Angelina Jolie talks about her latest film as a director, First They Killed My Father, what it was like to have her children work with her on the film, her difficult split from Brad Pitt, and her plans for the future.


“I have teenagers now, and there are all the complications that come with it. I’m just hoping that nobody will ever be as difficult as I was.”


Angelina Jolie has rebounded from her difficult split from Brad Pitt with a mix of resilience and regret. Being a single mother of six children would be difficult under any circumstances and she doesn’t hide her discomfort in the wake of her filing for divorce from Pitt after 12 years of marriage.

“I don’t enjoy it. It’s not something I wanted. There’s nothing nice about it. It’s just hard,” Jolie, 42, said while promoting her latest film as a director, First They Killed My Father, a moving story about a Cambodian family’s struggle to escape the genocidal slaughter carried out during the Khmer Rouge’s notorious 1975-79 reign of terror.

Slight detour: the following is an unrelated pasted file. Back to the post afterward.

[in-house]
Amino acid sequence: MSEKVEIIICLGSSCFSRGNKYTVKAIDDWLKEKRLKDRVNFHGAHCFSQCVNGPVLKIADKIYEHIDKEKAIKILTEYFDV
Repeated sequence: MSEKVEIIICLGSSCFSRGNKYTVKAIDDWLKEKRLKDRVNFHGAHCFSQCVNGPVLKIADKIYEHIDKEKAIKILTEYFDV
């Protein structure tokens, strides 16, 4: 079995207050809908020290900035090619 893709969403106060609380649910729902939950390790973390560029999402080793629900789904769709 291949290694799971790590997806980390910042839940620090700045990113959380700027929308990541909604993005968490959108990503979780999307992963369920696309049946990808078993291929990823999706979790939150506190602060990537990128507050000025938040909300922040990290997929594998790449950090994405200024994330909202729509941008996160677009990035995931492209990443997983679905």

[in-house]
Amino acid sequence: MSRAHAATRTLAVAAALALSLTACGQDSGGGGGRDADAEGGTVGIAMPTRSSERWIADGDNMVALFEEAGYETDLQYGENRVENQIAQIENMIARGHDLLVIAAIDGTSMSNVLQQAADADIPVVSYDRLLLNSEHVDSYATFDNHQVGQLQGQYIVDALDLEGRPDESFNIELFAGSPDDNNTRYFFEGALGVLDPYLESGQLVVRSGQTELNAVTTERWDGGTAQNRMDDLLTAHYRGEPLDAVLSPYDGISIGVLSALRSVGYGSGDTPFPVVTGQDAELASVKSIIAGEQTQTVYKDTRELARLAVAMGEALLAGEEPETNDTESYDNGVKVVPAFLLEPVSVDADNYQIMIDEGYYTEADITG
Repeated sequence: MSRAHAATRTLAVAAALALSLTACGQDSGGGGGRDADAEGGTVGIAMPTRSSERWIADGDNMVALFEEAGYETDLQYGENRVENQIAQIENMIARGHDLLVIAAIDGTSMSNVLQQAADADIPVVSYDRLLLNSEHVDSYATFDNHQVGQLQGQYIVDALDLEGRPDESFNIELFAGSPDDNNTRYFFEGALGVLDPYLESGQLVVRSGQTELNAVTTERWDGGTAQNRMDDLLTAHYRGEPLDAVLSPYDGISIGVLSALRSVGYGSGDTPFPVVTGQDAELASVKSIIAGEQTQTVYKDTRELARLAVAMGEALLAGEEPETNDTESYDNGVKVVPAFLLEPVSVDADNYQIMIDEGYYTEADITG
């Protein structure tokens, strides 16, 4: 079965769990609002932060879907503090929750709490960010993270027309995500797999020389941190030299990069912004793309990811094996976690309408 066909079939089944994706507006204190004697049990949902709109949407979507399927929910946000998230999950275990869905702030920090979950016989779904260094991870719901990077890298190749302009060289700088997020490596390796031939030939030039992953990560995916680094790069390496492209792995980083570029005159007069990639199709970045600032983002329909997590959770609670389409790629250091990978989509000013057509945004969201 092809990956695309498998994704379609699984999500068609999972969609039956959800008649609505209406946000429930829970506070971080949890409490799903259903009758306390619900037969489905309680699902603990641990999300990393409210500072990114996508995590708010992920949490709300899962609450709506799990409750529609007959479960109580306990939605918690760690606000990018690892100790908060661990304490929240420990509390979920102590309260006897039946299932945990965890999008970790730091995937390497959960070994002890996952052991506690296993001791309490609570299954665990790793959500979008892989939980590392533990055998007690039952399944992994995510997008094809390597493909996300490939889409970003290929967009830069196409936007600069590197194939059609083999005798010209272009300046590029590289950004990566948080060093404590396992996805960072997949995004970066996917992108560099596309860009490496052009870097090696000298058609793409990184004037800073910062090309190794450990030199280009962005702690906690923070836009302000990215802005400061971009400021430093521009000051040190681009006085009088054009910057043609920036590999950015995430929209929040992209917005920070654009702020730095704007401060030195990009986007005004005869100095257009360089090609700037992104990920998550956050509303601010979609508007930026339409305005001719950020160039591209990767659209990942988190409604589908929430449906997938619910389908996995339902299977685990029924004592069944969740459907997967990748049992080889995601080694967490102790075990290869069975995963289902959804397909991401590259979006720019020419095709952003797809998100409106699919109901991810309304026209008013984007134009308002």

The film is based on the personal memoir by Cambodian refugee Loung Ung, now 47, whose eponymous book looks back at her experience as a five-year-old girl whose family was forced to flee Phnom Penn when the Khmer Rouge invaded the city. Ung’s family was eventually captured and forced to live in a re-education camp while Pol Pot’s army was in the process of killing nearly two million Cambodians out of a population of seven million.

First They Killed My Father

The film, directed by Jolie and whose screenplay was written by her and Ung, has a deep personal significance for Jolie. She was filming Tomb Raider in Cambodia in 2001 when she came across Ung’s book at a street market and was moved by the harrowing tale. She subsequently sought out the author, became fast friends with her, and sought her advice as to whether it would be appropriate for Jolie to adopt a Cambodian boy. That child turned out to be Maddox, the eldest of Jolie’s six children, who also worked on the film alongside his mother as did his younger brother, Pax. Jolie is particularly proud of how her children have grown ever closer together since their parents’ separation. “They have been amazing. It’s been so moving to see how much they have helped each other, stood together; the big brothers helping the little kids, and all of them helping me.”